LINCOLN — A delayed start to the Big Ten season bought the league time to prepare for the challenges of the COVID-19 pandemic.
But a condensed 2020 schedule with no margin for error was the price — and Nebraska will pay it this week after its Halloween opponent, Wisconsin, called off the game Wednesday amid multiple positive tests within the program.
For a few days in August, a Big Ten schedule existed with built-in contingencies. Released Aug. 5 and scrapped six days later when the league postponed the season, the modified slate featured 10 games that could be spread over 15 weeks beginning Sept. 5. The title game had flexibility to kick off Dec. 5 or the two following Saturdays, if necessary.
That schedule was nicknamed by its makers as “Jenga 41” because it was the 41st iteration of the plan and, like the stacking game, blocks could be moved around. Nebraska in that version shared a Week 7 bye with Weeks 3 through 5 opponents Wisconsin, Iowa and Minnesota. Everyone had a Nov. 28 open date, too, just in case.
“This will not be a straight line this year,” Commissioner Kevin Warren said on BTN on Aug. 5. “We’ve released the schedule, but we’ve done it in the context of we have to plan ahead.”
The league lost that ability over the next five-plus weeks as it watched the SEC, Big 12 and ACC begin their seasons while deliberating on a return behind the scenes. When daily rapid-result and on-site antigen testing emerged as a viable option, the Big Ten announced Sept. 16 it would play football in 2020. But a kickoff wouldn’t happen for another five-plus weeks — Illinois and Wisconsin were the first to debut last Friday — and the speculated start of Oct. 17 was pushed back an additional week so teams could get daily testing in place no later than Sept. 30.
As emotionally shocking as the first canceled Big Ten game of the year felt Wednesday, league administrators acknowledged in mid-September that a nine-games-in-nine-weeks sprint was likely to come with some stumbles.
“We had built a schedule that had flexibility in it,” Penn State Athletic Director Sandy Barbour said then. “Based on the timing now and frankly the calendar, obviously, we have less flexibility.”
Said Maryland A.D. Damon Evans: “We will deal with things as they come. Obviously, it is going to be a tight window.”
While Nebraska’s program has stayed mostly COVID-19 free after an exhaustive offseason process of bringing back players in waves and briefly establishing its own testing center inside Memorial Stadium, positive tests have suspended activities for the majority of Big Ten teams in recent months.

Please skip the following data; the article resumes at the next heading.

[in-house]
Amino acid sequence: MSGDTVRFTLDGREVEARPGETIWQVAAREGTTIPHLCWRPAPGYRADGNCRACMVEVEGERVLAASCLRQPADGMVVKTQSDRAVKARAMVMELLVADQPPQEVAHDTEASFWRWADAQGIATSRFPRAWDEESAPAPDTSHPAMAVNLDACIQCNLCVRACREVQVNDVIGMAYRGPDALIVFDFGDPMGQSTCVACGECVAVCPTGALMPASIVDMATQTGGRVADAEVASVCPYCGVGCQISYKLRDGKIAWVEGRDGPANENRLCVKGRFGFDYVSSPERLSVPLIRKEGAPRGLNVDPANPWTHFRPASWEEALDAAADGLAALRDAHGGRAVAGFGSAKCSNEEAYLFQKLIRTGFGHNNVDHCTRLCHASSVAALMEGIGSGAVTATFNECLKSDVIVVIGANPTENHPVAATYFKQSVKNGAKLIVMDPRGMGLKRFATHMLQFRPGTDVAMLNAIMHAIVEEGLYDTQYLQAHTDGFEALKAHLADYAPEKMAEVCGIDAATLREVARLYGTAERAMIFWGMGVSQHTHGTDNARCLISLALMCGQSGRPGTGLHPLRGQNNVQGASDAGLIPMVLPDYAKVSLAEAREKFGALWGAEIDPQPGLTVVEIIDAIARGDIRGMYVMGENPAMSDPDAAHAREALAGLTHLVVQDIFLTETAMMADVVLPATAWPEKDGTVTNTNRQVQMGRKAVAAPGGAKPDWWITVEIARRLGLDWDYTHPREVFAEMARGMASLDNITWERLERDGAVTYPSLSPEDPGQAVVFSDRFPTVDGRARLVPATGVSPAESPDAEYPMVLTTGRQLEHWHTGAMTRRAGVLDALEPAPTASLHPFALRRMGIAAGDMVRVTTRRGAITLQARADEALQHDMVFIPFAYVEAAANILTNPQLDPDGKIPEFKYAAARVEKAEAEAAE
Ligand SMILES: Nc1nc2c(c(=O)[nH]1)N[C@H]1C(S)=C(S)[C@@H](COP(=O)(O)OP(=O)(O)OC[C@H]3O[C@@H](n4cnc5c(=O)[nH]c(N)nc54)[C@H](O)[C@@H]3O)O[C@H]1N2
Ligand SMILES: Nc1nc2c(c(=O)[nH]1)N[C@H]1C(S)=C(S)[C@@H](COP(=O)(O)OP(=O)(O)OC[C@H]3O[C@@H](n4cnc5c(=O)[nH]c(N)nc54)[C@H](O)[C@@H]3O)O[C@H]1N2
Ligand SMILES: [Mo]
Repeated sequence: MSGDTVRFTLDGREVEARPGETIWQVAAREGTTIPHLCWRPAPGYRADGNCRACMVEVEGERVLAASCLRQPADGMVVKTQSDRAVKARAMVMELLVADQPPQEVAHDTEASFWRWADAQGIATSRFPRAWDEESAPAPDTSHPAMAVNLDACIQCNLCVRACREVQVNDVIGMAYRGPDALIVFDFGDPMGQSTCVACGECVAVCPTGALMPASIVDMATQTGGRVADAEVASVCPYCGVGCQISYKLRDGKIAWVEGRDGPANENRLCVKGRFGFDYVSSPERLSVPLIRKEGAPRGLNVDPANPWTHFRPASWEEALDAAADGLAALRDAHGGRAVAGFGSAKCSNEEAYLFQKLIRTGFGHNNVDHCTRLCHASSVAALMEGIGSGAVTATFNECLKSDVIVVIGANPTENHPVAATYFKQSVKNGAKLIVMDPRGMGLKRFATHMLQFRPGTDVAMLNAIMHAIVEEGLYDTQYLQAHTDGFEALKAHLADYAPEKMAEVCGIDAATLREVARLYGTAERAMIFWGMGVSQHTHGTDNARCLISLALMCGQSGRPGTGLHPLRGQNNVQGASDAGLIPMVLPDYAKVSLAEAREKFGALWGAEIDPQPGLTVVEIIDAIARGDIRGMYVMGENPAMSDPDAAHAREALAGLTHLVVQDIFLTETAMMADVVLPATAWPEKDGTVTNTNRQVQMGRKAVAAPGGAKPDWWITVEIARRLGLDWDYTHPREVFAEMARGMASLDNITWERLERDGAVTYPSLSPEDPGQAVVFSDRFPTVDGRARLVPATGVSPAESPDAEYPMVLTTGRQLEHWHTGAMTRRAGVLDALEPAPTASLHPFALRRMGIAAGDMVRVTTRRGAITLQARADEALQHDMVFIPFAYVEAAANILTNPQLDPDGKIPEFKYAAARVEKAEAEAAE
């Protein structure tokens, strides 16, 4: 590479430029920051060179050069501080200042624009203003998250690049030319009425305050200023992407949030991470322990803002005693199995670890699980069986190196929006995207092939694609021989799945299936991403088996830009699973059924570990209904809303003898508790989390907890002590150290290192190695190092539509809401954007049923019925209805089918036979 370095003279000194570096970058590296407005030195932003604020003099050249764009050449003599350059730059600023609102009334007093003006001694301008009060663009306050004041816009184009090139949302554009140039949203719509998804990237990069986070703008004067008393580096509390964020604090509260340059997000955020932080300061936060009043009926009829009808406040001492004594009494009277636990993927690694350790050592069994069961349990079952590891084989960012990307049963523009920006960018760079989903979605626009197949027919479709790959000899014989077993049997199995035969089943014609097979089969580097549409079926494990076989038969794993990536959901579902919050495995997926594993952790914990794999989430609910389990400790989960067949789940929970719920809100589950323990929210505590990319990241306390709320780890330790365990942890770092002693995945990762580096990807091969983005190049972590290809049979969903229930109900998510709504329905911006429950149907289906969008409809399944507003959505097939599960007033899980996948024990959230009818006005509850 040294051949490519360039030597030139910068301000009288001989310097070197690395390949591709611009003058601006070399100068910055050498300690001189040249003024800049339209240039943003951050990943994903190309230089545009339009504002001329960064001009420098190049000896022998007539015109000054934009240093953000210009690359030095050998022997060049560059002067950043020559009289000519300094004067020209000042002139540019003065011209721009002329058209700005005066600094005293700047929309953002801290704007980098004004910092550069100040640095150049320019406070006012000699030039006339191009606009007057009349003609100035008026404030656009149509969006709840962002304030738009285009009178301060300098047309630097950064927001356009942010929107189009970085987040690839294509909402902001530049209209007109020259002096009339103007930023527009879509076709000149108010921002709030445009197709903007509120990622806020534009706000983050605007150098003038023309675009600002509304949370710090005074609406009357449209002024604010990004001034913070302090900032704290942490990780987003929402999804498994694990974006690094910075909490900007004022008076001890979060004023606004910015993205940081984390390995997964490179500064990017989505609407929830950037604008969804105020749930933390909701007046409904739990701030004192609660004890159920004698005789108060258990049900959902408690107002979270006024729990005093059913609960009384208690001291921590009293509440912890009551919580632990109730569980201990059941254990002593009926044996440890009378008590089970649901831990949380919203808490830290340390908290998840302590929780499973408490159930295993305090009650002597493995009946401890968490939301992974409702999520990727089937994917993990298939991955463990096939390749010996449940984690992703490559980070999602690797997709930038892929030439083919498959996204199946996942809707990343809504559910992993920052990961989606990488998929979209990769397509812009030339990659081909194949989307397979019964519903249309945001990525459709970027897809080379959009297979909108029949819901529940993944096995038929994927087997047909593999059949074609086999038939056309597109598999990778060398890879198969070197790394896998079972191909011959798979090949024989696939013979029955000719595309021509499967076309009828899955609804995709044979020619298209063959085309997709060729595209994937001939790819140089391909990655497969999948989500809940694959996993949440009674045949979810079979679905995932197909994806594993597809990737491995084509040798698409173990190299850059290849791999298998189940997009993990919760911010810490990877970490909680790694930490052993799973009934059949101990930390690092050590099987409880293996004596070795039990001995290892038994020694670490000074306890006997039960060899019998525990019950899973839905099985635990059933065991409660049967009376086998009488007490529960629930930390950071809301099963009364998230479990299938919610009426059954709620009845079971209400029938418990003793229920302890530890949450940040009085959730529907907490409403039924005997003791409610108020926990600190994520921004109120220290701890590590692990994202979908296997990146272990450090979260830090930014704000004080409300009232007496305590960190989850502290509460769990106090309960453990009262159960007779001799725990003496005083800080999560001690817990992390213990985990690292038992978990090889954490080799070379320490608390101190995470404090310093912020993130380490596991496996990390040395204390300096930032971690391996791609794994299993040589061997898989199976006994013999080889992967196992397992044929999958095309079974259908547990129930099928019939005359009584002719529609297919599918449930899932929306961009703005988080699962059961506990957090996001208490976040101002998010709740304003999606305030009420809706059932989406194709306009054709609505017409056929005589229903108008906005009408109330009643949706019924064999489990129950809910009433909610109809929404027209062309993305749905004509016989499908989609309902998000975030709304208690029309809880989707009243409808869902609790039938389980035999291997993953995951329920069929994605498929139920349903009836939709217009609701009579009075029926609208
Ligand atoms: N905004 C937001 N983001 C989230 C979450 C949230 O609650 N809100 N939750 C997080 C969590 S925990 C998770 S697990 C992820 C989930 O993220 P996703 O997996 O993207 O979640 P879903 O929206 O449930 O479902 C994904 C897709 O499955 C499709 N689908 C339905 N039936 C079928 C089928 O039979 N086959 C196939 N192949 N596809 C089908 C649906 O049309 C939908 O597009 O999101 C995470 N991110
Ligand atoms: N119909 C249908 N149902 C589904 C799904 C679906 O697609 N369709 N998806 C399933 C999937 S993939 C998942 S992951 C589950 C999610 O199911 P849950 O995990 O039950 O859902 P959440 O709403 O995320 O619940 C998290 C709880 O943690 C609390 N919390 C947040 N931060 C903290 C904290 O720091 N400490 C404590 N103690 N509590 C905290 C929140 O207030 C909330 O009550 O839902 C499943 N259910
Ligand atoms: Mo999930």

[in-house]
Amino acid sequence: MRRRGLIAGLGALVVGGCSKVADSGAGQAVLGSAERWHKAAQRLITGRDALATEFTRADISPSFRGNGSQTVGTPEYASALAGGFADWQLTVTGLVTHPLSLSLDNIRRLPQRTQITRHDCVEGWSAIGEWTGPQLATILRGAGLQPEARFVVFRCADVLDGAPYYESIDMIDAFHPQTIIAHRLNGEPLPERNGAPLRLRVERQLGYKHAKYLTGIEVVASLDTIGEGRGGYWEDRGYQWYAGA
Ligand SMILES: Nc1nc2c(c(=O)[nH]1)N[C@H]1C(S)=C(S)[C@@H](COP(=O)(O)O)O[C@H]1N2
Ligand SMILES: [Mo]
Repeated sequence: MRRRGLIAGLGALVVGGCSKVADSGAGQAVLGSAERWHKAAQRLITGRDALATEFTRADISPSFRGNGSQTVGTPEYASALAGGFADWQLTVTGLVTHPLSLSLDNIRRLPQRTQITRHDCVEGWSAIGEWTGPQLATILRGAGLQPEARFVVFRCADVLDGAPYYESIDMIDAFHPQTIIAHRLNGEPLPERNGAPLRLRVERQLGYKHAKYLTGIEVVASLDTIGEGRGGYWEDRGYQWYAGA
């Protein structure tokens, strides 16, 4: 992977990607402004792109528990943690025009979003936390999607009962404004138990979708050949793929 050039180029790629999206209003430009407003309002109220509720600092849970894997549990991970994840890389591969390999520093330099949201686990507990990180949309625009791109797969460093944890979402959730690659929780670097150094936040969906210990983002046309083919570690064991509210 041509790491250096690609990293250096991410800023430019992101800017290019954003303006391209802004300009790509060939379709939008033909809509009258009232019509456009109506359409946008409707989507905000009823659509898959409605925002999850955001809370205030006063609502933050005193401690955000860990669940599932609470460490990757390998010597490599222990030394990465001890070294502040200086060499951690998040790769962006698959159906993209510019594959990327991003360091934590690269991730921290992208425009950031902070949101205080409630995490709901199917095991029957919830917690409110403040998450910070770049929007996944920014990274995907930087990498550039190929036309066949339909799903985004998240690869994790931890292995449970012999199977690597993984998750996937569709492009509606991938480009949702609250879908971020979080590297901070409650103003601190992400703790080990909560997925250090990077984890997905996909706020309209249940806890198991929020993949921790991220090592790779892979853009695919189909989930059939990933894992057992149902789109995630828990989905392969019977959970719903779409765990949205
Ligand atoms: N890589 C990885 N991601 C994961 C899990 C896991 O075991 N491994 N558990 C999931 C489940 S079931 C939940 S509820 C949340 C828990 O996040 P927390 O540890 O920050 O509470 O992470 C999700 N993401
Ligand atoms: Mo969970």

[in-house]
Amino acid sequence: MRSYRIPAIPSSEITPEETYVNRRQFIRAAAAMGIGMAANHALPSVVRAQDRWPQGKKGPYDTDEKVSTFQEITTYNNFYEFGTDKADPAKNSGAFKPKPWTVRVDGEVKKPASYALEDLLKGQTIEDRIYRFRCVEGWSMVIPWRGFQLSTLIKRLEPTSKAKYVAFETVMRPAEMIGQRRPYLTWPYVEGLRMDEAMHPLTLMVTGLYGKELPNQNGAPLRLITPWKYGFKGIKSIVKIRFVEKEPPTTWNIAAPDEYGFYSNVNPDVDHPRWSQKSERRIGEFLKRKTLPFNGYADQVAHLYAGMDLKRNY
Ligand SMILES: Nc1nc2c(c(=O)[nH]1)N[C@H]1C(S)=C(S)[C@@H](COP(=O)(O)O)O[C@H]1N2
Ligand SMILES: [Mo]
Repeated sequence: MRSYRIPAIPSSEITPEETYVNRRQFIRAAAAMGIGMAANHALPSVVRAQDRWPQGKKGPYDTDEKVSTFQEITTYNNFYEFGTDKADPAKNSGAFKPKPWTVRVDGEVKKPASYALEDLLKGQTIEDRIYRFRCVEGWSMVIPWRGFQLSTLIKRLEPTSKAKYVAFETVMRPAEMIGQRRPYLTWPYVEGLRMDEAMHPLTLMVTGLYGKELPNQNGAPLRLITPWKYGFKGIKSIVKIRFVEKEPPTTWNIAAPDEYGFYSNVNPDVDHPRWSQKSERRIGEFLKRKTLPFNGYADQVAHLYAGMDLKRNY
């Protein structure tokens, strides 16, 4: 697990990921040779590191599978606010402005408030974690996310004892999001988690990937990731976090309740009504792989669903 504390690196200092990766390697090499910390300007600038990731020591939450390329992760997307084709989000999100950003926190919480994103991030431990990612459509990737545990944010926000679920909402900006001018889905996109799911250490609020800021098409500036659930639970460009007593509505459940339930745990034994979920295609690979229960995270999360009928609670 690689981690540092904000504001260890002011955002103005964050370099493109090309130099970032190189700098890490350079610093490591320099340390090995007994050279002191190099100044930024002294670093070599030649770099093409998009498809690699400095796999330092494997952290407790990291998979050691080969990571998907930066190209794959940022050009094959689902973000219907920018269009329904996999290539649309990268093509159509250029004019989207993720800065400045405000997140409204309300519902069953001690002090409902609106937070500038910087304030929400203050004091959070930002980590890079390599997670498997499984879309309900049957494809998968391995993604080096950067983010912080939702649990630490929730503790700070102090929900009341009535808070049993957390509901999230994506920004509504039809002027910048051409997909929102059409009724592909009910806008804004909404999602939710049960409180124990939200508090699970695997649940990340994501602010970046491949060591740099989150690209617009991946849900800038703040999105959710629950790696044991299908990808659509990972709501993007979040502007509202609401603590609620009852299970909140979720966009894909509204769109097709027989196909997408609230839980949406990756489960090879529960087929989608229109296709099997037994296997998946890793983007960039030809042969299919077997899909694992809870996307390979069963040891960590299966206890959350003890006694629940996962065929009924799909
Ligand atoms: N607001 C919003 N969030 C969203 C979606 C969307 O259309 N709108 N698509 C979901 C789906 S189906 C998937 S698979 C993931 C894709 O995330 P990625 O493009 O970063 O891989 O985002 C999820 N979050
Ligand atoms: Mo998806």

One of the most recent was Wisconsin, which had 29 players and staff test positive between Sept. 1 through 15 and 42 overall in late summer. Coincidentally, the Badger outbreak then was a factor in the Big Ten starting its season later in October and why their most recent struggle to contain the virus will cost Nebraska a game in an already-abbreviated campaign.
Warren said in mid-September teams would have to “remain fluid” even with the compressed fall slate.
“We just have to be nimble,” Warren said. “You see our schedule, but we have to be nimble. We’ll have nine straight weeks of football. We have built a really good schedule and (are) looking forward to some great football.”
The Big Ten model this year is unique, using an “8 plus 1” model with eight regular-season games followed by a “champions week” Dec. 19 with a title game and all other teams playing opponents from the opposite division matched on standings (No. 2 vs. No. 2, No. 3 vs. No. 3, etc.).
Wisconsin-Nebraska is the 37th college football game altered by COVID-19 this season, with many coming as a result of contact tracing protocols that required quarantines. Some schools, including Florida, Missouri, Houston, Memphis, Baylor and Virginia Tech, have already had multiple games affected.
Still, the Huskers’ Big Ten West bout is one of four games to be outright canceled as of Wednesday. The other three were Charlotte at North Carolina, Memphis at UTSA and New Mexico at Colorado State. Memphis and UTSA both filled their voids by scheduling different opponents on bye dates. New Mexico and Colorado State’s cancellation came because of local county outbreaks — the Mountain West is attempting an eight-games-in-eight-weeks schedule that also allows for no wiggle room.
Sixteen affected games out of the 37 have been rescheduled or already made up while 17 are to be determined. Wisconsin-Nebraska is the eighth matchup of Power Five teams to be affected (three ACC, three SEC and one Big 12).